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chapter 23. Health-Related Physical Fitness and Physical Activity. Francis X. Short. Health-Related Physical Fitness and Physical Activity. Health, physical fitness, and physical activity are related. Each can influence and be influenced by the others.

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    1. chapter23 Health-Related Physical Fitness and Physical Activity Francis X. Short

    2. Health-Related Physical Fitness and Physical Activity • Health, physical fitness, and physical activity are related. • Each can influence and be influenced by the others. • Figure 23.2 in the text demonstrates this relation (see next slide).

    3. Relationship Among Physical Activity, Health, and Health-Related Fitness Reprinted, by permission, from J.P. Winnick and F.X. Short, 1999, The Brockport physical fitness test manual (Champaign, IL: Human Kinetics), 10.

    4. Physical Activity • Is defined as any bodily movement produced by skeletal muscle resulting in a substantial increase in resting energy expenditure. • Categories include exercise, sport, training, play, dance, work, and domestic chores. • Patterns of physical activity are arranged by changing frequency, intensity, and duration.

    5. Health • Is a human condition with physical, social, and psychological dimensions, each characterized on a continuum with positive and negative poles. • Positive health is associated with the capacity to enjoy life and withstand challenges; positive health is not merely the absence of disease. (continued)

    6. Health (continued) • Negative health is associated with morbidity and, in the extreme, premature mortality. • Categories include physiological health (the organic well-being of the person) and functional health (the capability of the person to perform important daily activities).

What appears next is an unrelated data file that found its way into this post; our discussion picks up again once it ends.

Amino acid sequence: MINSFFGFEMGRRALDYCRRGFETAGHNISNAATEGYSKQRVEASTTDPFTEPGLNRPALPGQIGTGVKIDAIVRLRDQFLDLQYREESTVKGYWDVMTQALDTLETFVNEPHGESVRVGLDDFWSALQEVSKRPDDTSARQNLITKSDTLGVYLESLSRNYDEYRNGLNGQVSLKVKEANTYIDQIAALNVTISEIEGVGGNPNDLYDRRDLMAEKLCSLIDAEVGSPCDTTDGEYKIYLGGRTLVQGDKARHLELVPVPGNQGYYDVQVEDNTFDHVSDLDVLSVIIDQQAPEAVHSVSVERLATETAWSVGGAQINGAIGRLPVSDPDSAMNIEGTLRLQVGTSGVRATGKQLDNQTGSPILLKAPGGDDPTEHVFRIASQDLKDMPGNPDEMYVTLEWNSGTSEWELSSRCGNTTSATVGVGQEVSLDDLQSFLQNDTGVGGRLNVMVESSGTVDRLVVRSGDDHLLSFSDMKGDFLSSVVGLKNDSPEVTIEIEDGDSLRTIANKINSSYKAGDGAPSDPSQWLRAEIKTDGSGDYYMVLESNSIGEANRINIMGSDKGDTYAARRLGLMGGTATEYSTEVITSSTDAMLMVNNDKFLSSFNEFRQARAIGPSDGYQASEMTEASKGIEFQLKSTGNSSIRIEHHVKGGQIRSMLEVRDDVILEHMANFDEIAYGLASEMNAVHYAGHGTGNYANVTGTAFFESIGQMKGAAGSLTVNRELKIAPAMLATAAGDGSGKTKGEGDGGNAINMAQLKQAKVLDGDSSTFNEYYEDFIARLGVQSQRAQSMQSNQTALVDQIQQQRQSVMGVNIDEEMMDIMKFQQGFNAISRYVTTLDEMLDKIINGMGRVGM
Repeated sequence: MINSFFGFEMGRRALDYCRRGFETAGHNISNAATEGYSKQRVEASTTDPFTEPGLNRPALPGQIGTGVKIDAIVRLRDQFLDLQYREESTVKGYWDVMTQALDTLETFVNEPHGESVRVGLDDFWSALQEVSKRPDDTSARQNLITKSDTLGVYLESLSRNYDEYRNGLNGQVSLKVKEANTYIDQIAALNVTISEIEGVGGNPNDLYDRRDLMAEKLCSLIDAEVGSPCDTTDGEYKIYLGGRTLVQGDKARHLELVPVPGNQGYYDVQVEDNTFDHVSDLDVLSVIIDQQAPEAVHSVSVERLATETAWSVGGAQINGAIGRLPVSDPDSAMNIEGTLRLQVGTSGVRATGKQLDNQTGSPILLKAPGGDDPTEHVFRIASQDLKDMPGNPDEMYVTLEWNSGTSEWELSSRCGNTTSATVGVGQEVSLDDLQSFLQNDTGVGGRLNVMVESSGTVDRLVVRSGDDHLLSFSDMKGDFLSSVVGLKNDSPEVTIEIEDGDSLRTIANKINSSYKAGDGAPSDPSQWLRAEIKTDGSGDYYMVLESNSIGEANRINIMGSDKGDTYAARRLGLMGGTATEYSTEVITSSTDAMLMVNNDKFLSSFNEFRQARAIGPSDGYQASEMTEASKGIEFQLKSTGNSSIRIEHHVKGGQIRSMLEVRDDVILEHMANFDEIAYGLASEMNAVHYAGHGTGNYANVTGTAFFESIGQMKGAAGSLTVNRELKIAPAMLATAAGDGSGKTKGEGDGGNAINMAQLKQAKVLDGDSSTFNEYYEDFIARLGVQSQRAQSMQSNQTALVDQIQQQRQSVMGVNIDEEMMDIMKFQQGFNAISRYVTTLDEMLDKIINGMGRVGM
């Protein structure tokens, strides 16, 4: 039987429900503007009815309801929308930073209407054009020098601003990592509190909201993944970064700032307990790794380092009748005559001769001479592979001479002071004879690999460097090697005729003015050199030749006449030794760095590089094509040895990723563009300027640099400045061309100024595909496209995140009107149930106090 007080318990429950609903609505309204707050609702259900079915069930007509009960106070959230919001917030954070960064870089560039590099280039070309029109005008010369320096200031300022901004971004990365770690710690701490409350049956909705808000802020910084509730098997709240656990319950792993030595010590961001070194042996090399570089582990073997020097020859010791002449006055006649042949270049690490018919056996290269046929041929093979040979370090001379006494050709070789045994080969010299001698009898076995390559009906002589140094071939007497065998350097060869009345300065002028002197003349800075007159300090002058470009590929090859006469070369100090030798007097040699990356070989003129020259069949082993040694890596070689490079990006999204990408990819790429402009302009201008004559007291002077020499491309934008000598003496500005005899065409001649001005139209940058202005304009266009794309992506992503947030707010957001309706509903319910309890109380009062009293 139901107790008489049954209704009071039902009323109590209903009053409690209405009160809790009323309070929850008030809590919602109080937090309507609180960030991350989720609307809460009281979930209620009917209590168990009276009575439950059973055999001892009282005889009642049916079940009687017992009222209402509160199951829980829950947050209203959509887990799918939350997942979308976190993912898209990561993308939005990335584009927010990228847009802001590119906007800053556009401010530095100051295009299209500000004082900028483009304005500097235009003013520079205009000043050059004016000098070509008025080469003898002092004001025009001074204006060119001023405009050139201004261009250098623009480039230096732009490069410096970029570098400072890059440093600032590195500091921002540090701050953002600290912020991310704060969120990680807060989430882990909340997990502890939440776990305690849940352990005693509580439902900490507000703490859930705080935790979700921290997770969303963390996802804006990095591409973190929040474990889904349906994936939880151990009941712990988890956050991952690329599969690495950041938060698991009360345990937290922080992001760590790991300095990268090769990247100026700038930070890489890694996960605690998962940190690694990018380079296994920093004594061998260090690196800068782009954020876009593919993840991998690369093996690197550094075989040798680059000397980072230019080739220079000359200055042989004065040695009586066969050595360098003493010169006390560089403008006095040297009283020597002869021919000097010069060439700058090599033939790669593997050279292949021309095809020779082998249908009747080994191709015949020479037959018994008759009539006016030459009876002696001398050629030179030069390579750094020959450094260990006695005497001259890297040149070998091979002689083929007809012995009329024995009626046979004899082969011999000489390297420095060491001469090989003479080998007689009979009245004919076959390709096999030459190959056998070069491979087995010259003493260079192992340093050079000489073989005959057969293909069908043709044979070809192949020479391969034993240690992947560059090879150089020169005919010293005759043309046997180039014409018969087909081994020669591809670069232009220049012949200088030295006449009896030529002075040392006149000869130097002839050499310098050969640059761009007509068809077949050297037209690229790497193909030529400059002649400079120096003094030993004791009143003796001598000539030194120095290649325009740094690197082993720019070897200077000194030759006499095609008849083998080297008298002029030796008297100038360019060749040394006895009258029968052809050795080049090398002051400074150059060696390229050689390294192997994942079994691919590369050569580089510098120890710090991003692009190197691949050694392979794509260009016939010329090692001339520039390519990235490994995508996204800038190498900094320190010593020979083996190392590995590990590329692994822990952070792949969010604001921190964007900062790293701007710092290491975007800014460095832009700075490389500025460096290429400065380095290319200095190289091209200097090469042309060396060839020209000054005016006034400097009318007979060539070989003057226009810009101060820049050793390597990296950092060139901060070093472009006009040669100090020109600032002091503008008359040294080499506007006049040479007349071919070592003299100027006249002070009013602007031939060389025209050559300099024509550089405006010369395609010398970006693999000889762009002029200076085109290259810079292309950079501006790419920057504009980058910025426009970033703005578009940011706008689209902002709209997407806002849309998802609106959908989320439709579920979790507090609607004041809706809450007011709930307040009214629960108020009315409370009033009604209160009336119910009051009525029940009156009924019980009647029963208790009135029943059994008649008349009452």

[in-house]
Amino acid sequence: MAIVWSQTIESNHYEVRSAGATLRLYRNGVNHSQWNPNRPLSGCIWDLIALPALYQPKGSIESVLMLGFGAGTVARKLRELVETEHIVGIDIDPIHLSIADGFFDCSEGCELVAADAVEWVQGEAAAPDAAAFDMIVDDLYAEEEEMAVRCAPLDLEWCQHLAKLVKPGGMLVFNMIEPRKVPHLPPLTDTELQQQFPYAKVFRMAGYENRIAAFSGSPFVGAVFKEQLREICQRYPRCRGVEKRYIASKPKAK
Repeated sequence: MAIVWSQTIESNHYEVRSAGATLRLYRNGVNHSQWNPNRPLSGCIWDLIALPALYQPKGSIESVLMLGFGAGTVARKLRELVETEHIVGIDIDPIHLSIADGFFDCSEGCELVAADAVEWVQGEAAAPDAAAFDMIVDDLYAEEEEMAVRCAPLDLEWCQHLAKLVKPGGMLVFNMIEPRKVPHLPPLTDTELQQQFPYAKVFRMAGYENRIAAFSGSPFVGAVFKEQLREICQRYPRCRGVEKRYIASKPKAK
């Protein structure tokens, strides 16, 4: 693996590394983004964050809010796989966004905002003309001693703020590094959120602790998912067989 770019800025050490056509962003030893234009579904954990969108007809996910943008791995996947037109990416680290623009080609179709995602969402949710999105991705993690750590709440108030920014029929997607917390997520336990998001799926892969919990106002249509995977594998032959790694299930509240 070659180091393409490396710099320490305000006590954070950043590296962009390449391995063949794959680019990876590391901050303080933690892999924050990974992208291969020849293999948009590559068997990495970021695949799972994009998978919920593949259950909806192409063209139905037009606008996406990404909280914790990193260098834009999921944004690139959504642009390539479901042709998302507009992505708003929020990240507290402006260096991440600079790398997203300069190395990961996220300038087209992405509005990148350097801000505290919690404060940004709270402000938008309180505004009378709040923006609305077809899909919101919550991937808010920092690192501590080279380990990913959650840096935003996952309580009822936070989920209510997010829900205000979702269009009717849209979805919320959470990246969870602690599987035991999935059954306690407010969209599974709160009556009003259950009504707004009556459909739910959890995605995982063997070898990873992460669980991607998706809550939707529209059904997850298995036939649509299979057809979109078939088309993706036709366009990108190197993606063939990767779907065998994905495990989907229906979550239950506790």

7. Physical Fitness • Is defined as a set of attributes that people have or achieve that relates to the ability to perform physical activity. • Categories include skill-related fitness and health-related fitness. • Components of skill-related fitness include power, speed, agility, balance, coordination, and reaction time. (continued)

    8. Physical Fitness (continued) • Health-related fitness refers to those components of fitness that are affected by habitual physical activity and relate to health status. • Health-related fitness is defined as a state characterized by (a) an ability to perform and sustain daily activities and (b) demonstration of traits or capacities associated with a low risk of premature development of diseases and conditions related to movement.

    9. Health-Related Physical Fitness Components of health-related fitness include aerobic functioning (including aerobic capacity), body composition, and musculo-skeletal functioning (including muscular strength, muscular endurance, and flexibility).

    10. Physical Fitness and Health • Acceptable levels of aerobic capacity are associated with a reduced risk (in adults) of hypertension, coronary heart disease, obesity, diabetes, some forms of cancer, and other health problems. • Obesity has been associated with diabetes, coronary heart disease, high blood pressure, arthritis, and some forms of cancer. (continued)

    11. Physical Fitness and Health (continued) • Obesity has also been linked to higher rates of all-cause mortality and to increased risk factors for heart disease in children. • Logical relations exist between musculoskeletal functioning and health. • Certain levels of strength, endurance, and flexibility are necessary to perform important activities of daily living (continued)

    12. Physical Fitness and Health (continued) • With few exceptions, research that has compared the fitness performance of people with and without disabilities has found that the fitness levels of people with disabilities generally is below that of their peers without disabilities. • This suggests that people with disabili-ties have greater fitness-related health risks.

    13. Physical Activity and Health-Related Physical Fitness • People with and without disabilities can improve their fitness through physical activity. • An important first step is to “personalize” fitness by asking the question, “Fitness for what purpose?” • Consider which components to target; which tests and standards will you use to monitor?